Appearing that way was dangerous too. It marked you out as a victim, a soft target. Hark had survived because word got round about his crazy friend, the one who stood his ground against full-grown men and tried to smash their teeth in with rocks.
Jelt had kept Hark alive. Jelt could drop his fear and self-control in a second. Jelt thought big, could even think himself bigger.
‘We got to move up,’ said Jelt, ‘or we’re going nowhere. You take the world by the throat, or you die.’
Finally, try these questions:
- Why were the beacons used originally?
- How can you tell that people were scared of the Gods?
- What did the Governor use the beacons for?
- What do we learn about Hark and Jelt’s childhood? Explain in full.
- ‘Hark and Jelt had been orphaned by the same bitter winter’ What does this suggest?
- What is strange about the way Hark and Jelt were treated as children?
- What do you think of Jelt and Hark now they have learnt about their childhood?
This week, you will have the opportunity to put a lot of skills in to practice.
We will start by completing this maths mystery challenge.
Maths mystery (the answers are at the bottom – don’t cheat, it takes away the fun!)
Today I would like you to sit outside, on a balcony, or by a window and find a nice view. Spend some time sketching what you can see. Take your time and add lots of detail.
Continue your transition booklet. Today I would like you to look at your worries and complete the section about secondary school questions using your school’s website to help you.
Today we are going to look at the important of exercise.
First, look through this PowerPoint answering the questions as you go. Make sure you open up the PowerPoint as a slide show otherwise you will miss some of the tasks.
Now I would like you to complete a 30 minute exercise plan for someone who is trying to get fit and healthy. Your exercise plan should include a warm up and a cool down and could take place in someone’s house, garden, the park or even a swimming pool.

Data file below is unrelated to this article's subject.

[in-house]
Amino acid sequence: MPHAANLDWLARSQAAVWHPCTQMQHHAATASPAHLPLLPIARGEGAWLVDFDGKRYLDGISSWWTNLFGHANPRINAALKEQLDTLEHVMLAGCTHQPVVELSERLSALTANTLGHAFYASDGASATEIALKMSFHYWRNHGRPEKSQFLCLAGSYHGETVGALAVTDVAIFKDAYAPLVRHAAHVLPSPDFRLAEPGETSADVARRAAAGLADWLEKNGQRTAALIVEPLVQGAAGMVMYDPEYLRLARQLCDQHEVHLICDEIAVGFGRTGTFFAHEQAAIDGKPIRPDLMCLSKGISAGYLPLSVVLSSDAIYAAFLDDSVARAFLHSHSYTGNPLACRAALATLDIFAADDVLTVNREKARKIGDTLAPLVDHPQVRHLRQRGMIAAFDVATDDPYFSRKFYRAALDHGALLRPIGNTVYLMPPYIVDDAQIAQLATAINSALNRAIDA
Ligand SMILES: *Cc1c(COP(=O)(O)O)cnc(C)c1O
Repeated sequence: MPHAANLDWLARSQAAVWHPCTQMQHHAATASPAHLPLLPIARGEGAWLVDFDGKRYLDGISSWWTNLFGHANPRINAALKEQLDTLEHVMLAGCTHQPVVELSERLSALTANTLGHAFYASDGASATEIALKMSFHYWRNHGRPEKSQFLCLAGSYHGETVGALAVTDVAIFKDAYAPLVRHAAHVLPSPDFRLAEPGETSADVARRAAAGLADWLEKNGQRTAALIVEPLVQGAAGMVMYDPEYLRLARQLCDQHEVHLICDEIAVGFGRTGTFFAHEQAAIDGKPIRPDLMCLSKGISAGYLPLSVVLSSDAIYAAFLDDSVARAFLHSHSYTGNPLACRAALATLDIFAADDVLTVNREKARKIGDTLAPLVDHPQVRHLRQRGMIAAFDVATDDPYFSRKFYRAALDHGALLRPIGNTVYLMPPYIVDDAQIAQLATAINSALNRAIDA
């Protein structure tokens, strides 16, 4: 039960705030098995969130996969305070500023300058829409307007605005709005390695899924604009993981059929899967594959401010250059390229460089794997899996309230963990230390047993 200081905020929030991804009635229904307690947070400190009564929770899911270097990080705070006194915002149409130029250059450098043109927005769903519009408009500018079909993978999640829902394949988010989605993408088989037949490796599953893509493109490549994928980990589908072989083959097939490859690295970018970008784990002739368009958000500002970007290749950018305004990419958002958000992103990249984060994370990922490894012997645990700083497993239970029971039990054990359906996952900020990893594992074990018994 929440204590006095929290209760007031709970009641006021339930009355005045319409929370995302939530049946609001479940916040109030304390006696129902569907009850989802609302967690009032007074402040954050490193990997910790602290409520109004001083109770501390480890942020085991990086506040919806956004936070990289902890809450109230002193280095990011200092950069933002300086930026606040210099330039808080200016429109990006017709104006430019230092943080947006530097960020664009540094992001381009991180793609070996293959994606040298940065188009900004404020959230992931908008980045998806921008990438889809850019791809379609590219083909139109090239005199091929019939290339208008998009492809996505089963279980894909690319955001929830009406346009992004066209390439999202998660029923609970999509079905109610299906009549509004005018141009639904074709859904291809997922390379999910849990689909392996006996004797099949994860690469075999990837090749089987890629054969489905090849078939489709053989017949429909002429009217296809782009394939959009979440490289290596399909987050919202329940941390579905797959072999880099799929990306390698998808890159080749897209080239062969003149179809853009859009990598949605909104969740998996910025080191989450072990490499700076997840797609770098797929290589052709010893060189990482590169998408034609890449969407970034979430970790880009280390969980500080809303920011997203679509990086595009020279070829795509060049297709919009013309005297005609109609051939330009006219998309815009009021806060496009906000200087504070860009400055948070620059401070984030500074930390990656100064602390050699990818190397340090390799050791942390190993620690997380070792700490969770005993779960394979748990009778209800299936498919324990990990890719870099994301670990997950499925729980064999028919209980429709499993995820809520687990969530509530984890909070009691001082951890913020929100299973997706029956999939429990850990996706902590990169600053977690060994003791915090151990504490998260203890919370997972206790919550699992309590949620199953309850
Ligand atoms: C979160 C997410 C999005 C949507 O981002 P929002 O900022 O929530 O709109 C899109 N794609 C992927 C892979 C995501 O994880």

Other tasks you could do today:
- Go to https://www.bbc.co.uk/iplayer/group/p08b0ct7 and watch a Shakespeare play for free.
- Go to Saints TV on YouTube and watch an old Saints game.
- Complete some activities on your NPAT Reading Bingo challenge
- Go on a virtual tour of Buckingham Palace and learn about royal history at https://www.royal.uk/virtual-tours-buckingham-palace
- Complete some science experiments at http://www.sciencefun.org/kidszone/experiments/
- Go on a virtual tour of Ancient Mayan ruins at http://sunfunnelmedia.com/pano/xunantunich/Xunantunich-belize-mayan-ruin-pyramid-virtual-tour.html
- Make a time capsule about your time in lockdown that you can look back on in years to come and share with your children or grandchildren. https://kidsofthewild.co.uk/2020/03/29/make-a-time-capsule-coronavirus-covid-19-kids/ here are some ideas to help you out.
- Create a garden scavenger hunt that all of your family can take part in. It could be as simple as find a stick, find a red insect or you could create clues that they have to follow to find the ‘treasure’.